His numbers may not jump out, but he was consistent all season long going 13-10 with a 2.95 ERA over 189 innings pitched. He made 29 starts, 20 of them being quality starts and he held opponents to a .210 batting average, which was third in all of baseball behind only Cy Young contenders Justin Verlander and Clayton Kershaw. He got better as the season went on, going 5-3 with a 2.64 ERA after the All-Star break, including a 2-0 record with a 2.67 ERA in five September starts when the Rays made their late-season push for the AL Wild Card.
2. Ivan Nova
Outside of C.C. Sabathia, Nova was the Yankees’ most productive starter. He led all rookie pitchers with 16 wins and finished with a respectable 3.70 ERA. After a rough April (1-2, 5.82 ERA in five starts), Nova found his groove and settled in, going a perfect 8-0 with a 3.18 ERA after the All-Star break and winning his final 12 decisions overall.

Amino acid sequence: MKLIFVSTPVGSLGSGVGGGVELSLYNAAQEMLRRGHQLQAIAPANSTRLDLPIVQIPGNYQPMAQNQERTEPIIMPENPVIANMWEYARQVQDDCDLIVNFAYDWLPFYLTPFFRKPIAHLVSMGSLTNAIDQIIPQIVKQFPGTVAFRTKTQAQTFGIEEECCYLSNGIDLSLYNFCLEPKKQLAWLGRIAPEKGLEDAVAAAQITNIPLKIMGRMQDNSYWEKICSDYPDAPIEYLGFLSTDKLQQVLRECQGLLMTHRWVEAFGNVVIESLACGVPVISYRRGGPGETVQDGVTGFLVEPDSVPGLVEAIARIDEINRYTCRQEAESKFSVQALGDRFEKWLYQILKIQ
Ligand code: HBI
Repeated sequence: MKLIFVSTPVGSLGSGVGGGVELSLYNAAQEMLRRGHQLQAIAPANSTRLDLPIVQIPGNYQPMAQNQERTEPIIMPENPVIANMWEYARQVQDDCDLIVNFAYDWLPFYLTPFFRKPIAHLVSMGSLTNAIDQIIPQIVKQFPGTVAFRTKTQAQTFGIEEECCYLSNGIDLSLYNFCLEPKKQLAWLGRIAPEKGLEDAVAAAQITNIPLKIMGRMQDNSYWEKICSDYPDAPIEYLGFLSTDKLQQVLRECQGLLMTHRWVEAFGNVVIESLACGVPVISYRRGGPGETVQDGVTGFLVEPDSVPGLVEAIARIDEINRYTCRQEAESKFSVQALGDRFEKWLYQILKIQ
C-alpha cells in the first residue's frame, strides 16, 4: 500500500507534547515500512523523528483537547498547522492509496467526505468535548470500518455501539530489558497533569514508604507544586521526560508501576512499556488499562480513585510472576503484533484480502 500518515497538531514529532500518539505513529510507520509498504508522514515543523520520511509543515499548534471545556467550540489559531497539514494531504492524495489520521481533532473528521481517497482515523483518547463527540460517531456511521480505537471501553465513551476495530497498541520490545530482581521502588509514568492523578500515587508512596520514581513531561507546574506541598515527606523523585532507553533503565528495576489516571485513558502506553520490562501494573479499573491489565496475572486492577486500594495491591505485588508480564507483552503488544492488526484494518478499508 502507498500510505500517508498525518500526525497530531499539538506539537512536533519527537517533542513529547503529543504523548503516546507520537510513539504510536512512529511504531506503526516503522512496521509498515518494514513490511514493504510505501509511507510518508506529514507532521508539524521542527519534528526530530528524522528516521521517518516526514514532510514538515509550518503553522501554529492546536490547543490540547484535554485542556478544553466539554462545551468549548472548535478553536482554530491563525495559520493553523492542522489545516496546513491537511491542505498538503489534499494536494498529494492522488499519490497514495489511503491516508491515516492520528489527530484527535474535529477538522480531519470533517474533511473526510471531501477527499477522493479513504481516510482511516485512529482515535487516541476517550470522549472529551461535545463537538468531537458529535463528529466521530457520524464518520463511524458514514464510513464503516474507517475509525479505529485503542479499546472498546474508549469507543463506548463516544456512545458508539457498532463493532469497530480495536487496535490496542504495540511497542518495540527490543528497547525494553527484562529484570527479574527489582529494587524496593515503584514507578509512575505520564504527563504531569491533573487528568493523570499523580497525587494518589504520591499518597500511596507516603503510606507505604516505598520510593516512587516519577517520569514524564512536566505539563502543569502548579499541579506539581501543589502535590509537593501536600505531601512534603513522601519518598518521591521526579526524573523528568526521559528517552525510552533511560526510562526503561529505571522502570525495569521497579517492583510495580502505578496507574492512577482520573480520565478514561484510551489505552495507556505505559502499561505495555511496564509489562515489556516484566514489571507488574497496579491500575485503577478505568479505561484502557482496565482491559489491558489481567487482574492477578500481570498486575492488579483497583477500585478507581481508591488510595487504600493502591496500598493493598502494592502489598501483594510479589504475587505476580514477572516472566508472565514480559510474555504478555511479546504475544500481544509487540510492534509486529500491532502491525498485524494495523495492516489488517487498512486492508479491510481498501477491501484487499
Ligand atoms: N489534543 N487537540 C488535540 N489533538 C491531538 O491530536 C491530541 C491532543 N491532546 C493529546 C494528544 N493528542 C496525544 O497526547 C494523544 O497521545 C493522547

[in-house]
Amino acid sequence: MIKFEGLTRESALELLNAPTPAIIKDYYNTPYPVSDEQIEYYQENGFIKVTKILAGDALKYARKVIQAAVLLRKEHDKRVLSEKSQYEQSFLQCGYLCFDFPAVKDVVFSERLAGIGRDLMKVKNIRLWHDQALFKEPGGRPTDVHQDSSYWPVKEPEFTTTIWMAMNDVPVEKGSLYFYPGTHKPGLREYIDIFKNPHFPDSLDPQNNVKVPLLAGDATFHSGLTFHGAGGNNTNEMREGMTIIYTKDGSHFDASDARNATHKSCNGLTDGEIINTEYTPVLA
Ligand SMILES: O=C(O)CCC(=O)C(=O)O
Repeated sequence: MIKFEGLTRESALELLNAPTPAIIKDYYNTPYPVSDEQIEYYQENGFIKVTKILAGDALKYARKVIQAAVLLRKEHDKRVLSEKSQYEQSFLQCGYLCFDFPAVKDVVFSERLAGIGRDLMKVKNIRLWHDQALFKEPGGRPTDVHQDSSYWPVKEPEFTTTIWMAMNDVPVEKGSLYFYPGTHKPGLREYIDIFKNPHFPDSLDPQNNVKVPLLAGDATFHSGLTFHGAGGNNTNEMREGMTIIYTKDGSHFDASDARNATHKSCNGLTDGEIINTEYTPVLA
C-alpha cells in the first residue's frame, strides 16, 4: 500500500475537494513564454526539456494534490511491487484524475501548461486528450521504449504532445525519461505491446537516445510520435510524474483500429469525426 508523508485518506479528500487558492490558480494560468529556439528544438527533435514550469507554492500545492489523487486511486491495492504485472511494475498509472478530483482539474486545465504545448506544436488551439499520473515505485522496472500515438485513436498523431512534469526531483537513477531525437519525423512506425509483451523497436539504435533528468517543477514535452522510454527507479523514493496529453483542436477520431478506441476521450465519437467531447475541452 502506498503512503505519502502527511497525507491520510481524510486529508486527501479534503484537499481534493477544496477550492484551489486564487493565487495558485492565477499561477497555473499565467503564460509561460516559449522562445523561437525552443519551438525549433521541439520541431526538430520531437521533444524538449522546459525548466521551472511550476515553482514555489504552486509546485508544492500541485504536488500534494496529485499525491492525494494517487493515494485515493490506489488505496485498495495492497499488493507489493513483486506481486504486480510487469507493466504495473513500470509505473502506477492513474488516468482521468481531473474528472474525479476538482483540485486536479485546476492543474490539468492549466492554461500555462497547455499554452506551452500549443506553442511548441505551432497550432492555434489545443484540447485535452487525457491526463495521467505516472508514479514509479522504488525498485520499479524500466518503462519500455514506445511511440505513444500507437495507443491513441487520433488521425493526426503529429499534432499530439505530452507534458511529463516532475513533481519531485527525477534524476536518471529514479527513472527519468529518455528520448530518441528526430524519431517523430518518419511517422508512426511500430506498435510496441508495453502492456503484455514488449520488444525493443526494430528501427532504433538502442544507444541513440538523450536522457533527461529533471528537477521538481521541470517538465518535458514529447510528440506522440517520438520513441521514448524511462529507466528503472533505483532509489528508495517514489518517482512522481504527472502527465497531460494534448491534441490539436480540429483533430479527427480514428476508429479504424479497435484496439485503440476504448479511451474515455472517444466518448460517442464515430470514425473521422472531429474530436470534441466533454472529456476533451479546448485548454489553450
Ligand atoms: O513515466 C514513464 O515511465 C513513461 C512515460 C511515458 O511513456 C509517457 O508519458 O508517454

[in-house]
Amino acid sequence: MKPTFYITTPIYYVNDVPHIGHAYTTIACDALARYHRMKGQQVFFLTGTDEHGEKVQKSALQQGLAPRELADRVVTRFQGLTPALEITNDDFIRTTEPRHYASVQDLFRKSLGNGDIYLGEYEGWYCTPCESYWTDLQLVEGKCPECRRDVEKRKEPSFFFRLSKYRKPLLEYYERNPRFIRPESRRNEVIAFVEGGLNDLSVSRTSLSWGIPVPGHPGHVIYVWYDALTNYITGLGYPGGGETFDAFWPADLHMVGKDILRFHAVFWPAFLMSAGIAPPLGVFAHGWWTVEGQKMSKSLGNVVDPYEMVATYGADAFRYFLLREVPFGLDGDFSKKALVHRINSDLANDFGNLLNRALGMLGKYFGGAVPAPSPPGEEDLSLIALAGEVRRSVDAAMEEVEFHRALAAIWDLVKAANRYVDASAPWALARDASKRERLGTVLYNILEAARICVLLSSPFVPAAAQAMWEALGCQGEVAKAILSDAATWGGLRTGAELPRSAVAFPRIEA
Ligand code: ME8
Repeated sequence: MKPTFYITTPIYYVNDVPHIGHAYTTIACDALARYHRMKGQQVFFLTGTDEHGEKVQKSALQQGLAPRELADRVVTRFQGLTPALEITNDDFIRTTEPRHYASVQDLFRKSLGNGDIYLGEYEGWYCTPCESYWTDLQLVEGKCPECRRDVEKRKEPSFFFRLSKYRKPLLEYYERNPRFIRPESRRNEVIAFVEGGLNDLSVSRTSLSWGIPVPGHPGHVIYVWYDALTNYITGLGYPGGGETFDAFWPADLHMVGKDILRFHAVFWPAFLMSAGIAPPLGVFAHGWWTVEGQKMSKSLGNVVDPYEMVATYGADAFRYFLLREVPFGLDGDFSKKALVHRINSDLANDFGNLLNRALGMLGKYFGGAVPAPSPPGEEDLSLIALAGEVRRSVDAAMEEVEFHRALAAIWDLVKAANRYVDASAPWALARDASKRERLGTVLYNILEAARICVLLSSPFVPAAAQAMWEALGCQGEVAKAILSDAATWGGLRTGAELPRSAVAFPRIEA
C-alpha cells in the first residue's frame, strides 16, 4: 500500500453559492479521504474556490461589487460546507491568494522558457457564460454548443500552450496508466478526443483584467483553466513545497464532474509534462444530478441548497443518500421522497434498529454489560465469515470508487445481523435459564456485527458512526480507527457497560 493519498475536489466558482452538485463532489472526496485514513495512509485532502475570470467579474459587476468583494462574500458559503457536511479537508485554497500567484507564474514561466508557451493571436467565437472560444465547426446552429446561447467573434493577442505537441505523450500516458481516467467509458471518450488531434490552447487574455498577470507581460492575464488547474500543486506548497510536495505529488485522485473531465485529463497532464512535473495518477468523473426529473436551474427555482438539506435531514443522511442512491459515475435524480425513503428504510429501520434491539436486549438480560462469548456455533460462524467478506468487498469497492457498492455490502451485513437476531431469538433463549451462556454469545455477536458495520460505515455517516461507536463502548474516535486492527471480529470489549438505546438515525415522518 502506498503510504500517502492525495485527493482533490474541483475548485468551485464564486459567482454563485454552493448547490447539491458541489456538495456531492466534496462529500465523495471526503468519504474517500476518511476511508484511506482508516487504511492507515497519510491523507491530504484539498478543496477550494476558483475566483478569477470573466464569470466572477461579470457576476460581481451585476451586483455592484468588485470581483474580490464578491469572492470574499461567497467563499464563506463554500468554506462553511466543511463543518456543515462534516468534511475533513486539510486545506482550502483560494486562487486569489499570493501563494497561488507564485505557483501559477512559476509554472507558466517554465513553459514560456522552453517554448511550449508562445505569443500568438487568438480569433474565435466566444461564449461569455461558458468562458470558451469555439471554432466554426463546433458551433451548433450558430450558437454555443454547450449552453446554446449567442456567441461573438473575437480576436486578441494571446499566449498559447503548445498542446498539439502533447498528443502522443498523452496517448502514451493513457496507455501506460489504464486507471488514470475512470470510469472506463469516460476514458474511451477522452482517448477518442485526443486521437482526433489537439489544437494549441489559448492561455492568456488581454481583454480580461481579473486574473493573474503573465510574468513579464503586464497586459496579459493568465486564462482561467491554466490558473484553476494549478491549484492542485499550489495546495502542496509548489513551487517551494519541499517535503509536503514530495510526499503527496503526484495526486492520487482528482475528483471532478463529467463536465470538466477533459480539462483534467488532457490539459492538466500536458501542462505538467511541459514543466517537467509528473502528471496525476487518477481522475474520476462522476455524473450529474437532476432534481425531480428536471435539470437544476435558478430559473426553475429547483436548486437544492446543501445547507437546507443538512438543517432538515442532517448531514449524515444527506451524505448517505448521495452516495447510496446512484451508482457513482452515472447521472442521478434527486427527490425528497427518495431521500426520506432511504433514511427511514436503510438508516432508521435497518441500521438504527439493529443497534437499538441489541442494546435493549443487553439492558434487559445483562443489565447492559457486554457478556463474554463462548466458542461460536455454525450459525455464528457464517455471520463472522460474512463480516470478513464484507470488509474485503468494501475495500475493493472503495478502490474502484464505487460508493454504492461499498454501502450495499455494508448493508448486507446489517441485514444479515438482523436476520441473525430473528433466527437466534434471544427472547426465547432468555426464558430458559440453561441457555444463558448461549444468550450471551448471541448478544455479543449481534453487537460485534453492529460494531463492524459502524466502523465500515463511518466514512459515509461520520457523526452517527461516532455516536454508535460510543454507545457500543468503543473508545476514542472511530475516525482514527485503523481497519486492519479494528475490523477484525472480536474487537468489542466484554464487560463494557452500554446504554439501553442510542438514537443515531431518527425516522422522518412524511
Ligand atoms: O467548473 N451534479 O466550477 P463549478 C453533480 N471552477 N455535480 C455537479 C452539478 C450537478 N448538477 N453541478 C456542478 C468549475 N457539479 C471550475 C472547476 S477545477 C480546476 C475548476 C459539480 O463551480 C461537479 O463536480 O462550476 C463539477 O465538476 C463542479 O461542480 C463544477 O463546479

3. Eric Hosmer
Hosmer made his debut in May and with the exception of a rough June, the 21-year-old showed Royals fans a glimpse of the type of middle-of-the-order production (.293, 66 R, 19 HR, 78 RBI in 128 games) they can look forward to from their first baseman for many years to come.

Other Baseball awards-related content:

National League Rookie of the Year

AL & NL Managers of the Year

American League Cy Young

National League Cy Young

American League MVP

National League MVP

Miscellaneous: 
MLB League: